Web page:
“Foliar fungicides rarely are used to control leaf blight diseases of field corn. The cost of the fungicide plus application usually exceeds the profit from increased yield except under severe disease pressure when susceptible hybrids are grown. Foliar diseases can cause significant yield losses if infection occurs between two weeks before to three to four weeks after tasseling. The earlier the disease starts in the field the greater the yield loss. It is important to keep the upper leaves and husks of the plant as disease-free as possible during the grain filling growth stage. Large yield losses only occur when foliar diseases attack the leaves above the ear leaf before mid-dent growth stage. Sweet corn growers routinely use fungicides, and seed producers growing susceptible inbreds have shown large yield increases by controlling leaf diseases with fungicides.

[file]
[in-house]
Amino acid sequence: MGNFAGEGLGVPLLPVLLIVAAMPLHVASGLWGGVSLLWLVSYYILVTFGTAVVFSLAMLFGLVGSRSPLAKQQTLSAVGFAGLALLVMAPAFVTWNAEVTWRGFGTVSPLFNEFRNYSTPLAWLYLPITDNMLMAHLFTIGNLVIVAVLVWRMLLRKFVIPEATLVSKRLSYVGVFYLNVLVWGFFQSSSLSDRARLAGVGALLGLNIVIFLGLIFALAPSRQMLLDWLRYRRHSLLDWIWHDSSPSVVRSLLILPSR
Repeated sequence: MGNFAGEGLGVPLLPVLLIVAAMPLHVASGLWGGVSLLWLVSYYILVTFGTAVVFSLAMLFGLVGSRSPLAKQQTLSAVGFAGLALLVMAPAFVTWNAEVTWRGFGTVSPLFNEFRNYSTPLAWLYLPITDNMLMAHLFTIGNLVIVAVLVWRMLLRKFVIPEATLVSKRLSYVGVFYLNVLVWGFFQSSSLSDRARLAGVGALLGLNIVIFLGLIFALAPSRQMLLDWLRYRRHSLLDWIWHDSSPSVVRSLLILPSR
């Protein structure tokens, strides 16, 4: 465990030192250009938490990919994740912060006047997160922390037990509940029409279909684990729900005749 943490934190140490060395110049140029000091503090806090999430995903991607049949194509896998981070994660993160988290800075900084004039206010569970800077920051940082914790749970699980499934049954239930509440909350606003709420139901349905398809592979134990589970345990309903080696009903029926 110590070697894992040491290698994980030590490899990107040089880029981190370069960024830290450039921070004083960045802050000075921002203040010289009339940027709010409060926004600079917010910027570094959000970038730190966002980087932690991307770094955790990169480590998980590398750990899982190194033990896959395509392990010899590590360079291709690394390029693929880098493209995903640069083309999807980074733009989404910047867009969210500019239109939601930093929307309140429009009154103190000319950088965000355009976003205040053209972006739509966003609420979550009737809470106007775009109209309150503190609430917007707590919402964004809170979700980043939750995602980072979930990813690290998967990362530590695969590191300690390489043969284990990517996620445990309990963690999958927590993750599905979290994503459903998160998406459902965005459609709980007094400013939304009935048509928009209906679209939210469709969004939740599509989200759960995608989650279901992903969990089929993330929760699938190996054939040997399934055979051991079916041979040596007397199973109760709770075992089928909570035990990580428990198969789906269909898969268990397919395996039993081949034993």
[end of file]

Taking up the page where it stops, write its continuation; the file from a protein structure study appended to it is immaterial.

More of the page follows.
“Fungicides are registered for the control of northern corn leaf blight, southern corn leaf blight, northern leaf spot, common rust and gray leaf spot. Before spraying, consider the following factors: the developmental stage of the grain, the amount of disease in the field, the potential yield, the prevailing weather, and the market price of the grain. Spray applications should begin before the fungus attacks the ear leaf. Greatest yield responses occur when the plants become diseased before tasseling and the plants are protected with a fungicide through the first four weeks of grain fill. Generally, fungicides should be applied when diseases like gray leaf spot or northern leaf blight are detected on half the leaves below the ear leaf.”

 

Northern corn leaf spot is the elliptical spot above the center of the leaf in view. Gray leaf spot lesions are the two rectangular spots above and below the NCLS lesion.

 


 

Yellowed Soybeans and Standing WaterRichard Taylor, Extension Agronomist; rtaylor@udel.edu